Taxation of U.S. Resident Aliens

Seattle Tax Attorney for U.S. Resident Aliens

Even if you are not a U.S. citizen, you may be subject to U.S. taxes. If you are a U.S. visa holder, you should familiarize yourself with the applicable tax obligations to ensure IRS tax compliance and to prevent costly mistakes.

Based in Bellevue and serving Washington State and Seattle, attorney Olga Guzhva will help you understand your tax obligations and which tax credits apply to you. To consult with us about our tax attorney services and whether they are right for you, we welcome you to contact Guzhva Law Firm to schedule a free phone evaluation.

IRS Tax Classification

For tax purposes, all individuals are categorized as (1) U.S. citizens and resident aliens, or (2) nonresident aliens. A U.S. resident alien's income is generally subject to tax in the same manner as a U.S. citizen.

If the IRS considers you a “U.S. resident alien” for tax purposes, your entire worldwide income is taxed, even if earned outside the United States. Exceptions may apply based on the international treaties regulating taxation of U.S. tax residents on a worldwide income.

You can be classified as both a nonresident alien and a resident alien during the same tax year if you arrive to or depart from the United States in the same year. For more information on the U.S. taxation of worldwide income, see the IRS Publication, Tax Guide for U.S. Citizens and Resident Aliens Abroad.

Determining Alien Tax Status

According to the IRS tax classifications: “You are a resident alien of the United States for tax purposes if you meet either the green card test or the substantial presence test for the calendar year (January 1-December 31).”

In some cases IRS allows aliens to make elections which override the green card test and the substantial presence test, as follows:

To read more about these elections, see the IRS page on Determining Alien Tax Status.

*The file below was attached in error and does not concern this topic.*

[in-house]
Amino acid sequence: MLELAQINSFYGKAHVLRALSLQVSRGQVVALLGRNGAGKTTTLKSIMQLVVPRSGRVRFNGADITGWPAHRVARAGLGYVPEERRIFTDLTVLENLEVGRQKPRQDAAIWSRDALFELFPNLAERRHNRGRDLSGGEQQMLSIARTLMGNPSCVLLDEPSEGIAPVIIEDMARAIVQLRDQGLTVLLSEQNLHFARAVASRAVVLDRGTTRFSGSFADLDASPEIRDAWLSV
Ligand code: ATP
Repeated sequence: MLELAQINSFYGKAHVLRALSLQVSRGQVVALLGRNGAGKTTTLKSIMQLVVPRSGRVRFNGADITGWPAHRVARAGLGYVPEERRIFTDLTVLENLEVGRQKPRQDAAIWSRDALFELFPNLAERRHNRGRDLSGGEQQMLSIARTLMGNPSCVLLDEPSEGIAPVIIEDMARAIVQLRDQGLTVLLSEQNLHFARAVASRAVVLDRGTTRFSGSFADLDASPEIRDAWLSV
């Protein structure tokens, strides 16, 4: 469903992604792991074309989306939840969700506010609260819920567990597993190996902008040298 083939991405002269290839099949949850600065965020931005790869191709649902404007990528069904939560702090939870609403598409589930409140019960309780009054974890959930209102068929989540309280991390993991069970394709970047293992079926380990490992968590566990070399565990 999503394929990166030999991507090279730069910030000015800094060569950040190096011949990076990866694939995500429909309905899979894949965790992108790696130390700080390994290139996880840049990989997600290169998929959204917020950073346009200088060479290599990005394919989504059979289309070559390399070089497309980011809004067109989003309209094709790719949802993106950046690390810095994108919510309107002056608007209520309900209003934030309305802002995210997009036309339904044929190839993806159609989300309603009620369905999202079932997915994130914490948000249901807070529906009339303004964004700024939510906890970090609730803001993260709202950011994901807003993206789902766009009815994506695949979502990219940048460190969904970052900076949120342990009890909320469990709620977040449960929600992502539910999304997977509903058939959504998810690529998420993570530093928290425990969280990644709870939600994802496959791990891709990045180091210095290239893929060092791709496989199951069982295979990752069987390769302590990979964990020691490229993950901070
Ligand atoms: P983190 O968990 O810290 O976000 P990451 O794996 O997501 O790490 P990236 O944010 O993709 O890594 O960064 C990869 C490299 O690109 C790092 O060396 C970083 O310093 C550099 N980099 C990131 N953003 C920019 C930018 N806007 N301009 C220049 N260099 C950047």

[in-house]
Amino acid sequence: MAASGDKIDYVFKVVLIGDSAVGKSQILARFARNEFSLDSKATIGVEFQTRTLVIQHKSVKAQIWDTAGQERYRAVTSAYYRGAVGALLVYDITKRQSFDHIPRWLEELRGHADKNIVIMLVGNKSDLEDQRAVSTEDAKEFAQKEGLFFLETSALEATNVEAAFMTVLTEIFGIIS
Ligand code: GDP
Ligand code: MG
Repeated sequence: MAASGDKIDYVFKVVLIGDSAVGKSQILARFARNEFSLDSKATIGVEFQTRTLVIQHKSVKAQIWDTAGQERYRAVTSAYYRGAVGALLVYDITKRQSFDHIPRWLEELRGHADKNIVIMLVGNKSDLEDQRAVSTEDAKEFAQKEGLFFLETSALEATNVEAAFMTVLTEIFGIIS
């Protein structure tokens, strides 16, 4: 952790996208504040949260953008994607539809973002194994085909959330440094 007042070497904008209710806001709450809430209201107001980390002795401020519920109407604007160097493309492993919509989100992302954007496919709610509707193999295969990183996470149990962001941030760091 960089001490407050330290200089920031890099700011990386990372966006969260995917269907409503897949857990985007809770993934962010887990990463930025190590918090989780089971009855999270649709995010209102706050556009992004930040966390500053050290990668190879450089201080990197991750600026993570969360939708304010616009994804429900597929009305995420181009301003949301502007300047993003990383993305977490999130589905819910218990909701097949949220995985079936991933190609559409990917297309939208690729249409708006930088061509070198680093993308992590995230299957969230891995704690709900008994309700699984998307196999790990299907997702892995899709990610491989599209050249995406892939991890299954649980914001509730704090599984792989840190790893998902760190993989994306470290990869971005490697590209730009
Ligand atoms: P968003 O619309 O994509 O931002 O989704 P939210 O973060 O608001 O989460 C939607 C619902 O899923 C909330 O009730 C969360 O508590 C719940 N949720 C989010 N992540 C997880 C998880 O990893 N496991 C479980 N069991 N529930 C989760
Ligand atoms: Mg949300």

You may also wish to read this article on by Stephen Fishman, J.D.: When Visa or Green Card Holders Must Pay Taxes.

Claiming Exemptions

You can claim personal exemptions and exemptions for dependents according to the dependency rules for U.S. citizens. The dependent must be a citizen or national of the United States or be a resident of the United States, Canada, or Mexico for some part of the calendar year in which your tax year begins. For more information about allowable tax exemptions, see IRS Publication 501, Exemptions, Standard Deduction, and Filing Information.

Tax Credits for U.S. Resident Aliens

U.S. resident aliens generally claim tax credits and report tax payments, including withholding, using the same rules that apply to U.S. citizens. For further information, see IRS Form 1040 and its instructions.

Read our article in Russian: Особенности налогообложения США: Грин Карта v. Неиммиграционная Виза.

We Can Help You

At Guzhva Law Firm, we are providing thoughtful solutions and measurable value to each individual situation. Because U.S. tax law and regulations are complicated and constantly changing, it is important that you obtain up to date information about the provisions that apply to you to prevent costly mistakes. Decision on which approach to take will depend on the individual facts of the particular case, with certain comparisons that can be made by our tax attorney.

To schedule a consultation with a tax attorney, please contact us today. With offices in Bellevue, we work with tax clients throughout Seattle and Washington State, and elsewhere.

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